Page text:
...the self-portrait is an easy target for charges of self-involvement, but, in a visual culture, the selfie quickly and easily shows, not tells, how you’re feeling, where you are, what you’re doing….I am actually turned off when I look at an account and don’t see any selfies, because I want to know whom I’m dealing with. In our age of social networking, the selfie is the new way to look someone right in the eye and say, “Hello, this is me.”…We all have different reasons for posting them, but, in the end, selfies are avatars: Mini-Me’s that we send out to give others a sense of who we are.I feel a complete aversion to the idea of advertising my daily life by posting pictures of myself as I move through a day. It seems a violation of my privacy, a threat to periods of solitude and being alone that I value, and I wonder if this is a character trait that is increasingly rare in the millennial generation, which seems to have a fear of being alone. … and this prompted me to do a cursory survey of the demographics of the users of some of these sites. I am not surprised to find that at age 71 I am on the much older side of a generational gap in behavior. One quickly finds that 90% of the 150 million people who are active on instagram are under the age of 35, urban, with a significant skew towards women. Facebook (which owns instagram) users are clustered in the 25-34 and over 55 age range. A table reported from the Pew research center shows the fraction of internet users who use various social networking sites.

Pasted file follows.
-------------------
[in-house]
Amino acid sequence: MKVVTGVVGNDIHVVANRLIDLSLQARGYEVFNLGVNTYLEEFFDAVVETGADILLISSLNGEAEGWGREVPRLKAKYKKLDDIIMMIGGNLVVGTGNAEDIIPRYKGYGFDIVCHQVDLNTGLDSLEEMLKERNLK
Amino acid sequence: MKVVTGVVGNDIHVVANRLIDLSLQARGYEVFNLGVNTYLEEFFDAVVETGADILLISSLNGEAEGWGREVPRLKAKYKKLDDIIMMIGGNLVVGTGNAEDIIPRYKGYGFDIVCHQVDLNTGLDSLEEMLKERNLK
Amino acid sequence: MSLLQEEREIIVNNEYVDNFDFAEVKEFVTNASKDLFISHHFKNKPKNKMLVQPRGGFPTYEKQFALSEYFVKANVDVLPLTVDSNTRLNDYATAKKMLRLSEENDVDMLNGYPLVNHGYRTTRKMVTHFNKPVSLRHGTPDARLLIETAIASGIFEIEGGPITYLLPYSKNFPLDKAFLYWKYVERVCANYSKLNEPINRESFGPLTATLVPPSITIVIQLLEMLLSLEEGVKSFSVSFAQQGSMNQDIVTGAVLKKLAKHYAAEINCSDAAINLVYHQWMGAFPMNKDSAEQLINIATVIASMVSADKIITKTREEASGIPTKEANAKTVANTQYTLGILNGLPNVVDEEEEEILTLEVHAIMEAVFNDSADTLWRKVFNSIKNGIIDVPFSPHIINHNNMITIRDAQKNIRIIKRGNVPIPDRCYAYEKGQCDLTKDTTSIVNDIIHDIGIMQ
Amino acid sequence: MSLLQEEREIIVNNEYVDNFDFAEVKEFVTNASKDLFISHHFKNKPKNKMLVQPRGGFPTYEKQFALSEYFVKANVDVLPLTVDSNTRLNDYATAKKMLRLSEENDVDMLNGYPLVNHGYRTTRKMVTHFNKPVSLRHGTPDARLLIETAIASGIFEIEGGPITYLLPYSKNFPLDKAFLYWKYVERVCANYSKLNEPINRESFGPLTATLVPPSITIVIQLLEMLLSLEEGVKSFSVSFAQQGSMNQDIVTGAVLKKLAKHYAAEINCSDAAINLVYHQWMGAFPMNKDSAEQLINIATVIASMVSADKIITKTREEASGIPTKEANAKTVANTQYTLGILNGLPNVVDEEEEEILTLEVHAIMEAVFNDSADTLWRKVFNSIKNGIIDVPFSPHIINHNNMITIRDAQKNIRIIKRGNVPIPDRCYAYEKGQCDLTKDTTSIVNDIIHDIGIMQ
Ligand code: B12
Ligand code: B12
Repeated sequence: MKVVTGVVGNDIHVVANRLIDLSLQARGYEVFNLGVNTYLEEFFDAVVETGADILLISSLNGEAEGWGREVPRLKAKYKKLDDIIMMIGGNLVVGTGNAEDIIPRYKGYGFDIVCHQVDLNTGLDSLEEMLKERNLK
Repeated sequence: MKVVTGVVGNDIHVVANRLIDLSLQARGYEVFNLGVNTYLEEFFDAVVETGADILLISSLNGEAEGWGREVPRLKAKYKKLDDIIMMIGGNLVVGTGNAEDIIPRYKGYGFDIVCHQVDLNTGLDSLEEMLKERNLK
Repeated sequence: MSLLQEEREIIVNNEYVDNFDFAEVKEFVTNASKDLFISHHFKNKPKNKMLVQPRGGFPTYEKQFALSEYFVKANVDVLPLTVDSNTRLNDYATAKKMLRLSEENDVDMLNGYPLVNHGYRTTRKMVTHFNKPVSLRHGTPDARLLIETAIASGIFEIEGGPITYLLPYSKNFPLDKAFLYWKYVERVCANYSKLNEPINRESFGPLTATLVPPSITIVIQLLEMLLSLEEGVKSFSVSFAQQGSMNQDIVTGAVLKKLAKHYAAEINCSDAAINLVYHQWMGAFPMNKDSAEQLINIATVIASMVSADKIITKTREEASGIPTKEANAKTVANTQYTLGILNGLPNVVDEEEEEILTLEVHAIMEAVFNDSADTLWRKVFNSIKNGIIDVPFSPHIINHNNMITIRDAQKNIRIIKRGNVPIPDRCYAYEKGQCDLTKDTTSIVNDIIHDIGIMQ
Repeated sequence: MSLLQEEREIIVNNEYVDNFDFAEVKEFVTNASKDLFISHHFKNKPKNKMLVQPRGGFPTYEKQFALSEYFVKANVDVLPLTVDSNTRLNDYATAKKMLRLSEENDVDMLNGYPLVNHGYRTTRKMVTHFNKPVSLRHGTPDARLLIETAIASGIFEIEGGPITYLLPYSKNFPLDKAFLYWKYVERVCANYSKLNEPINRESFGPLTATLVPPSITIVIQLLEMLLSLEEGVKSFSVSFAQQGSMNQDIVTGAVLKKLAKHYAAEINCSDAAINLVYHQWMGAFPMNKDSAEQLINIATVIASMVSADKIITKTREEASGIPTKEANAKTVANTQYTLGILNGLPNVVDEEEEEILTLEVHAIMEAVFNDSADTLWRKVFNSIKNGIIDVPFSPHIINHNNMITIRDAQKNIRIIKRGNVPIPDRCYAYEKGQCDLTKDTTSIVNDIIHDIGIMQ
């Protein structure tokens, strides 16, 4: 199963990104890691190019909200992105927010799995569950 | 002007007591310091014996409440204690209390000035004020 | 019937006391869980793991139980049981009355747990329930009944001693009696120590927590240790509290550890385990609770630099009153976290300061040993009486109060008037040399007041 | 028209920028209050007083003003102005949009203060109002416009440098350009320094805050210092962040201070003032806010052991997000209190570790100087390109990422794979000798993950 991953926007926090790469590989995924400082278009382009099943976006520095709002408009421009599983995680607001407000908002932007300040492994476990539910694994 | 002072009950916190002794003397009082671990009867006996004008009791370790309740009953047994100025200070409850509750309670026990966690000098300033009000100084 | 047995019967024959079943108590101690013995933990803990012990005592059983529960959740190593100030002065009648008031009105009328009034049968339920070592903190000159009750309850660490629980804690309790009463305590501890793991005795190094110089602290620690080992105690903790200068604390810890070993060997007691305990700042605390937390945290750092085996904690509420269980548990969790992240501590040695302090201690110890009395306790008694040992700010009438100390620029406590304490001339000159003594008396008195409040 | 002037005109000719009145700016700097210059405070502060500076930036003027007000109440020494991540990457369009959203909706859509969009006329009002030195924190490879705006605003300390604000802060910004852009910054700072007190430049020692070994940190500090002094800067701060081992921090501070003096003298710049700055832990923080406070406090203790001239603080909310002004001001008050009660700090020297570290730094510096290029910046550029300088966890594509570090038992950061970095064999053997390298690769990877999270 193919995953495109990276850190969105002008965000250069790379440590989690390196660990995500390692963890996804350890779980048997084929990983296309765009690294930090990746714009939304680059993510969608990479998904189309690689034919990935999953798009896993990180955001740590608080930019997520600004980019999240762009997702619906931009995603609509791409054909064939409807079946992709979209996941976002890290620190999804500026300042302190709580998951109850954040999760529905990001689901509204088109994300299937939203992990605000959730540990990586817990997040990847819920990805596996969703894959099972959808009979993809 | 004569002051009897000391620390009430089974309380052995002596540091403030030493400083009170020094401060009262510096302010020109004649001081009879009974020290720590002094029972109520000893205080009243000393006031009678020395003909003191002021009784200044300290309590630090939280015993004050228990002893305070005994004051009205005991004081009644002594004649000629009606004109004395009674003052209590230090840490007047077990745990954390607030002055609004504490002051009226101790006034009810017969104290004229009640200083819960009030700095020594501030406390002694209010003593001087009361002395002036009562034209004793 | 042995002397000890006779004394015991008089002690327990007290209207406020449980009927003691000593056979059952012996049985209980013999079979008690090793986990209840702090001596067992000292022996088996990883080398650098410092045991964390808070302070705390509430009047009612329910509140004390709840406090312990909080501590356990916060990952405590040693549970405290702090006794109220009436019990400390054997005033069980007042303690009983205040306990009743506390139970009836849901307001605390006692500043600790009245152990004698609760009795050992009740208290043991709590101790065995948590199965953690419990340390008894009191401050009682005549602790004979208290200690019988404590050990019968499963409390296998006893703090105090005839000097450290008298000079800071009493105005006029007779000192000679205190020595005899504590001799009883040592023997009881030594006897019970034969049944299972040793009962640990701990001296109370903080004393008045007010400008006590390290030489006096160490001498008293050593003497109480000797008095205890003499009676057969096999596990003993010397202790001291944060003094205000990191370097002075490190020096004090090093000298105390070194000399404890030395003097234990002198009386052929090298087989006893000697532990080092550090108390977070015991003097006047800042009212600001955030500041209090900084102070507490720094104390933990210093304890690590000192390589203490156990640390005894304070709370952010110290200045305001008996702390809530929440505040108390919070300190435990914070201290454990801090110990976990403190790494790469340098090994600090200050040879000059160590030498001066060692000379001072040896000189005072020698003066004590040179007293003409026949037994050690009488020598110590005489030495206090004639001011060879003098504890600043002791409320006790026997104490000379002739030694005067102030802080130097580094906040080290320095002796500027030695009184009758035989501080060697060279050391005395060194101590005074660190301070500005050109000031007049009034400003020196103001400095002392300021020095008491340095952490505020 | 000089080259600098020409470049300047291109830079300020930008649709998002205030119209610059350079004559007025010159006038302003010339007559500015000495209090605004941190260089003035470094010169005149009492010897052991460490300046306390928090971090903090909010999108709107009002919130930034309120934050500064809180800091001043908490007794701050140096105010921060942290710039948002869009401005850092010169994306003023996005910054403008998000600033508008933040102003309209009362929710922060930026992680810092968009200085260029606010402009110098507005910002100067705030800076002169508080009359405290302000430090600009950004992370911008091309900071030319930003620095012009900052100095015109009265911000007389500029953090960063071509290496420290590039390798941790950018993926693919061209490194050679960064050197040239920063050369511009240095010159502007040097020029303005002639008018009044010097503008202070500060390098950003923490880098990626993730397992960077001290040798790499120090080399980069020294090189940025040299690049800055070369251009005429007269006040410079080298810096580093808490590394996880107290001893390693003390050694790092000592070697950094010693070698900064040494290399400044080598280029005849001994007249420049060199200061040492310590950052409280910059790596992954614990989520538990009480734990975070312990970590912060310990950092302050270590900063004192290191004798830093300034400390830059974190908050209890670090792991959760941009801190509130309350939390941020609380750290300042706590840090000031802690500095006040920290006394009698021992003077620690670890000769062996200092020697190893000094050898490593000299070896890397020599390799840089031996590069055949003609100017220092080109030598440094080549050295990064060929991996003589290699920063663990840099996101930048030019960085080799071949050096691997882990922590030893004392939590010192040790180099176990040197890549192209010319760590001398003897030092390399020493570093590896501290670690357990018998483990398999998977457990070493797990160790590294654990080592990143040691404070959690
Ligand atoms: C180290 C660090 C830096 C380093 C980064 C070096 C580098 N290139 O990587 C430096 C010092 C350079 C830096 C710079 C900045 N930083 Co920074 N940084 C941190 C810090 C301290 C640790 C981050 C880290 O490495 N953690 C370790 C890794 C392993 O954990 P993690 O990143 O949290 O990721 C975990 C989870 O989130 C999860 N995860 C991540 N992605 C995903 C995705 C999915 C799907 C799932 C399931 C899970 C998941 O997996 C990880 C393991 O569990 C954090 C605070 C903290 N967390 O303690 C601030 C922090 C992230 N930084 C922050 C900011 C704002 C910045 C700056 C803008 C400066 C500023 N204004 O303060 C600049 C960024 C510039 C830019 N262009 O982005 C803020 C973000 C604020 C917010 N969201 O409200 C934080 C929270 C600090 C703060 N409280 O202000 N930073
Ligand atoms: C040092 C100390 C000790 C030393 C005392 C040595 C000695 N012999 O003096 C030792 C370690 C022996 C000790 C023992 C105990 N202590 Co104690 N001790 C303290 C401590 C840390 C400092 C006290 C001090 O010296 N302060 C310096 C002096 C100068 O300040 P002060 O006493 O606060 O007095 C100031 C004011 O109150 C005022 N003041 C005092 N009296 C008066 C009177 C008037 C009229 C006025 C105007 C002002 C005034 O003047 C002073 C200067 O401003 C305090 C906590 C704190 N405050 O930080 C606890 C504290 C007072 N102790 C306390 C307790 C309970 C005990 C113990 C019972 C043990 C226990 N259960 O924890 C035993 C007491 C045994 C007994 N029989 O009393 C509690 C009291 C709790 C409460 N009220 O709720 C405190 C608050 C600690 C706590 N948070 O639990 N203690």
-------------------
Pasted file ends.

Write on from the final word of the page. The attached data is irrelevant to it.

Friday, January 03, 2014
My aversion to "selfies" and the demographics of social media.
The actor James Franco has done an interesting brief essay on the meaning of "selfies", photos of himself reporting what he is doing relayed via Instagram. (Tumblr, Facebook, Pinterest, Twitter, Snapchat, and others, are other common routes for selfies.)